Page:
Take a horse-drawn ride through Killarney National Park to the 15th-century Ross Castle or to the lakeside Muckross House to experience Victorian grandeur. In Tralee stroll past the “Rose of Tralee” statue to the extensive rose gardens (peak bloom is in August), then take in a traditional folk performance at Siamsa Tíre to cap off the evening.

Head for the Dingle Peninsula to order jewelry with your name in ogham writing at Brian de Staic Celtic Jewelry in Dingle town, then catch the sunset from Dunmore Head, Ireland’s westernmost point.

On the Ring of Kerry, stop in Portmagee for fresh seafood at the Moorings restaurant on the docks, then take a drive to nearby Caherdaniel and drink in the island view with an Irish coffee at the Scarriff Inn.

Romantic Stay: The Lake Hotel Killarney overlooks a dreamy 12th-century castle on the banks of Lough Leane backed by Macgillycuddy’s Reeks. Watch wild red deer graze on the lawn in the evening with the dramatically lit castle ruins as backdrop.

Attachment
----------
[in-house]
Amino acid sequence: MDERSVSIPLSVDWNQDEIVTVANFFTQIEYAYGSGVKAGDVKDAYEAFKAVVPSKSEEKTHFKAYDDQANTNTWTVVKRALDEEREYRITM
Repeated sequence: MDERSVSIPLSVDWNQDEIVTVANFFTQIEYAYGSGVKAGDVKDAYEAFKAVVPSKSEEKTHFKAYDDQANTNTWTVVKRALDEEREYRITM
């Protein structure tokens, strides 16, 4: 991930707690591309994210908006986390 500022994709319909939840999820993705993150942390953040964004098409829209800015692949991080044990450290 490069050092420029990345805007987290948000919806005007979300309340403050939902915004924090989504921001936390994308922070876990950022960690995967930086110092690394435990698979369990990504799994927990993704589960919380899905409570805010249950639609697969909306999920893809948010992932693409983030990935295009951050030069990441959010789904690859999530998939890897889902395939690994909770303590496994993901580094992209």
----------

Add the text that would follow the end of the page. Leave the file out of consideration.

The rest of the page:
> Dublin

In this cultural capital city, you are spoiled for choice among enticing offerings.

The Ha'Penny Bridge in Dublin (Photograph by nunerson, Flickr)

The Ha’Penny Bridge in Dublin (Photograph by nunerson, Flickr)

Pay homage to St. Valentine at Whitefriar Street Carmelite Church (his remains were sent there in 1836 and devotees still light candles at his shrine), then share a kiss on Ha’penny Bridge, a charming pedestrian  that spans the River Liffey.

Stroll the National Gallery of Ireland‘s venerable halls to see Frederic William Burton’s “The Meeting on the Turret Stairs,” a 19th-century watercolor of a knight and maiden recently voted Ireland’s favorite painting, then head to the Merrion Hotel for their afternoon Art Tea, where pastries patterned after modern masterpieces highlight the three-tiered service. Take in a classical music performance at the National Concert Hall, and finish the evening with dessert at a Butlers Chocolate Café.